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Halophilic archaea experience high levels of ultraviolet (UV) light in their environments and demonstrate resistance to UV irradiation. DNA repair systems and carotenoids provide UV protection but do not account for the high resistance observed. Herein, we consider genomic signatures as an additional photoprotective strategy. The predominant forms of UV-induced DNA damage are cyclobutane pyrimidine dimers, most notoriously thymine dimers (T^Ts), which form at adjacent Ts. We tested whether the high G + C content seen in halophilic archaea serves a photoprotective function through limiting T nucleotides, and thus T^T lesions. However, this speculation overlooks the other bipyrimidine sequences, all of which capable of forming photolesions to varying degrees. Therefore, we designed a program to determine the frequencies of the four bipyrimidine pairs (5’ to 3’: TT, TC, CT, and CC) within genomes of halophilic archaea and four other randomized sample groups for comparison. The outputs for each sampled genome were weighted by the intrinsic photoreactivities of each dinucleotide pair. Statistical methods were employed to investigate intergroup differences. Our findings indicate that the UV-resistance seen in halophilic archaea can be attributed in part to a genomic strategy: high G + C content and the resulting bipyrimidine signature reduces the genomic photoreactivity. Full article
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Open AccessEditorial
The Genetic Code: Francis Crick’s Legacy and Beyond
Life 2016, 6(3), 36; doi:10.3390/life6030036 -
Abstract Francis Crick (Figure 1) was born on 8 June 1916, in Northampton, England, and passed away on 28 July 2004, in La Jolla, California, USA.[...] Full article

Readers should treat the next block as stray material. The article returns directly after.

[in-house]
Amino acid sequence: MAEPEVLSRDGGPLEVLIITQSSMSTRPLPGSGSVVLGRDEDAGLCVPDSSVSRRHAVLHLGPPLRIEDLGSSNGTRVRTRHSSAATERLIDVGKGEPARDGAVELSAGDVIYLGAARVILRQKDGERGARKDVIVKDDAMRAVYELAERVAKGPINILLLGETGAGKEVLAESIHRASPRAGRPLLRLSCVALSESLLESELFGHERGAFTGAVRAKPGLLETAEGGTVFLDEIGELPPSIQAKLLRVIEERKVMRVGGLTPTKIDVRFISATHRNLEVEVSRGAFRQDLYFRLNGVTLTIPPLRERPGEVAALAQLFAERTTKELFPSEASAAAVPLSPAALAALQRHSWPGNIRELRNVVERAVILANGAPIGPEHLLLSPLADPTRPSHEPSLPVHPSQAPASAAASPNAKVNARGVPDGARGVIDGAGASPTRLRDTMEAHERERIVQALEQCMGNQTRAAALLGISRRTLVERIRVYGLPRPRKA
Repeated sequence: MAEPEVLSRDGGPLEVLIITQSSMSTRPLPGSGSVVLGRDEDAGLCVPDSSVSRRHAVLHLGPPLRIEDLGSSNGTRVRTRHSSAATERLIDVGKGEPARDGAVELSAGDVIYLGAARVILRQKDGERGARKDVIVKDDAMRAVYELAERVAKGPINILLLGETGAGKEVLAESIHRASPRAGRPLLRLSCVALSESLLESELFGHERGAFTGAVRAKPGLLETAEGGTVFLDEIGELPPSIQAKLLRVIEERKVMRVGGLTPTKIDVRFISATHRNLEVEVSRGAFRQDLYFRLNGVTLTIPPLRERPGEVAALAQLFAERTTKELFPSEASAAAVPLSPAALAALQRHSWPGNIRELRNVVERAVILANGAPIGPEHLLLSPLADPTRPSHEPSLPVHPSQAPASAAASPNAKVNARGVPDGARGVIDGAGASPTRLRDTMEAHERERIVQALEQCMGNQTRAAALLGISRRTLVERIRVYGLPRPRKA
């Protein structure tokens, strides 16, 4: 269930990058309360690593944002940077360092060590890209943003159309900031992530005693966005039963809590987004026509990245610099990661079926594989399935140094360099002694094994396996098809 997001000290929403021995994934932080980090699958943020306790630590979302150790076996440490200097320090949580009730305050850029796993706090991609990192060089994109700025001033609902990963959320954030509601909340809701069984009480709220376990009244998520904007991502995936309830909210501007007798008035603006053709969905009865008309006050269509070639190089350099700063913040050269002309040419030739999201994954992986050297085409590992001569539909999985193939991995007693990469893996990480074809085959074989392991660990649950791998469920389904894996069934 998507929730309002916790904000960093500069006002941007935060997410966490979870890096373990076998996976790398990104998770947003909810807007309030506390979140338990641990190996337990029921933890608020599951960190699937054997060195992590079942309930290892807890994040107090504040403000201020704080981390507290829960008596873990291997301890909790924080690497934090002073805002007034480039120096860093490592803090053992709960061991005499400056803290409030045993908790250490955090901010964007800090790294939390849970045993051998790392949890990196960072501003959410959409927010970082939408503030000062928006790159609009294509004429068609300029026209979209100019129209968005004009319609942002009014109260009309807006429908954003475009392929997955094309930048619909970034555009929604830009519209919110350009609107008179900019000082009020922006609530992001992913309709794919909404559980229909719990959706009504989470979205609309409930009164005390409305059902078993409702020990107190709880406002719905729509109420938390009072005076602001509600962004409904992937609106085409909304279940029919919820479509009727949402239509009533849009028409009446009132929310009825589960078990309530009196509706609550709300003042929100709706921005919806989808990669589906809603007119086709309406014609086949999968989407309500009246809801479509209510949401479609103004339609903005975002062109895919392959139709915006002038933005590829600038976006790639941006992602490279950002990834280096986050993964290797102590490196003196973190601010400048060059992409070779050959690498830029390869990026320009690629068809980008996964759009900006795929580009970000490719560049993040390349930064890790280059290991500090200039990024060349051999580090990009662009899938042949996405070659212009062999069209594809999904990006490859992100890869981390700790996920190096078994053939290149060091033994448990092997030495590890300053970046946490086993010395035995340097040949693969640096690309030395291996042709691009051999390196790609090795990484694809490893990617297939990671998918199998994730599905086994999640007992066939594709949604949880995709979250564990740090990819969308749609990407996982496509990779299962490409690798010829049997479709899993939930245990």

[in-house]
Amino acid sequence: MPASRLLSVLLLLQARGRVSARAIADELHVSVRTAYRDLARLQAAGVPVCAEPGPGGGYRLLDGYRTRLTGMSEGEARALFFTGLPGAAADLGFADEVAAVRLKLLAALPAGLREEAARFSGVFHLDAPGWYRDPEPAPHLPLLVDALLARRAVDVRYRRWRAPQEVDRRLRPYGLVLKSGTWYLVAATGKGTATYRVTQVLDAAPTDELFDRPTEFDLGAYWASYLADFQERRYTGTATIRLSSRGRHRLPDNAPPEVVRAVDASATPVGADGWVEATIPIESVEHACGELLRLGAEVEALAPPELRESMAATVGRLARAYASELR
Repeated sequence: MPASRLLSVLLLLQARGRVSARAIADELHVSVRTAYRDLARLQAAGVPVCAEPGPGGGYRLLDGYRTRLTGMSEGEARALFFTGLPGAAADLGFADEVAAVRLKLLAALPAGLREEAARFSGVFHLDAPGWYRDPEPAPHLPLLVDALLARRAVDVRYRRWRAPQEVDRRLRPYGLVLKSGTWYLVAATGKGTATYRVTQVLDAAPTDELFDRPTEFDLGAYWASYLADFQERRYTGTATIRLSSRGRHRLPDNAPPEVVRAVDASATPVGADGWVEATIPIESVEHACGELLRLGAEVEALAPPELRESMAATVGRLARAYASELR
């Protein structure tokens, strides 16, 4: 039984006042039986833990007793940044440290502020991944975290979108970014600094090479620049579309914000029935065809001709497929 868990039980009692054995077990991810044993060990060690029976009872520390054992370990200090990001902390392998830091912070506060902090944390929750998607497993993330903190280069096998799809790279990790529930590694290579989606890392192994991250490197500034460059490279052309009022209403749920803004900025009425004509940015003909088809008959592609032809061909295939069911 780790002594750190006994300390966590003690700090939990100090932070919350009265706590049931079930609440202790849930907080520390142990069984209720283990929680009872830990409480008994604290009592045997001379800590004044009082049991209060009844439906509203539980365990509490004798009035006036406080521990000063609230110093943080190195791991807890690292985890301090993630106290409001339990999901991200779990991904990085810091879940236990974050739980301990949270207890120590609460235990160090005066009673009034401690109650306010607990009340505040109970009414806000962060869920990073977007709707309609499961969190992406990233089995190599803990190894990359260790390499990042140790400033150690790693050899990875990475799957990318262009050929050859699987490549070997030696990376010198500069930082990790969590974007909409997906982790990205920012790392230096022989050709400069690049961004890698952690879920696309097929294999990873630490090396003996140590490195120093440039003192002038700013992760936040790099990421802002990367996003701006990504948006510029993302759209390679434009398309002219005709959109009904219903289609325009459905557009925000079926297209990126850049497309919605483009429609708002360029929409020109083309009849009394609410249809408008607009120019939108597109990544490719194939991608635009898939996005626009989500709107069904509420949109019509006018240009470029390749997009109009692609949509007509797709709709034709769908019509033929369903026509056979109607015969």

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Open AccessArticle
The Use of a Fractional Factorial Design to Determine the Factors That Impact 1,3-Propanediol Production from Glycerol by Halanaerobiumhydrogeniformans
Life 2016, 6(3), 35; doi:10.3390/life6030035 -
Abstract
In recent years, biodiesel, a substitute for fossil fuels, has led to the excessive production of crude glycerol. The resulting crude glycerol can possess a high concentration of salts and an alkaline pH. Moreover, current crude glycerol purification methods are expensive, rendering this
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In recent years, biodiesel, a substitute for fossil fuels, has led to the excessive production of crude glycerol. The resulting crude glycerol can possess a high concentration of salts and an alkaline pH. Moreover, current crude glycerol purification methods are expensive, rendering this former commodity a waste product. However, Halanaerobium hydrogeniformans, a haloalkaliphilic bacterium, possesses the metabolic capability to convert glycerol into 1,3-propanediol, a valuable commodity compound, without the need for salt dilution or adjusting pH when grown on this waste. Experiments were performed with different combinations of 24 medium components to determine their impact on the production of 1,3-propanediol by using a fractional factorial design. Tested medium components were selected based on data from the organism’s genome. Analysis of HPLC data revealed enhanced production of 1,3-propanediol with additional glycerol, pH, vitamin B12, ammonium ions, sodium sulfide, cysteine, iron, and cobalt. However, other selected components; nitrate ions, phosphate ions, sulfate ions, sodium:potassium ratio, chloride, calcium, magnesium, silicon, manganese, zinc, borate, nickel, molybdenum, tungstate, copper and aluminum, did not enhance 1,3-propanediol production. The use of a fractional factorial design enabled the quick and efficient assessment of the impact of 24 different medium components on 1,3-propanediol production from glycerol from a haloalkaliphilic bacterium. Full article
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Open AccessConcept Paper
Pressure as a Limiting Factor for Life
Life 2016, 6(3), 34; doi:10.3390/life6030034 -
Abstract
Facts concerning the stability and functioning of key biomolecular components suggest that cellular life should no longer be viable above a few thousand atmospheres (200–300 MPa). However, organisms are seen to survive in the laboratory to much higher pressures, extending into the GPa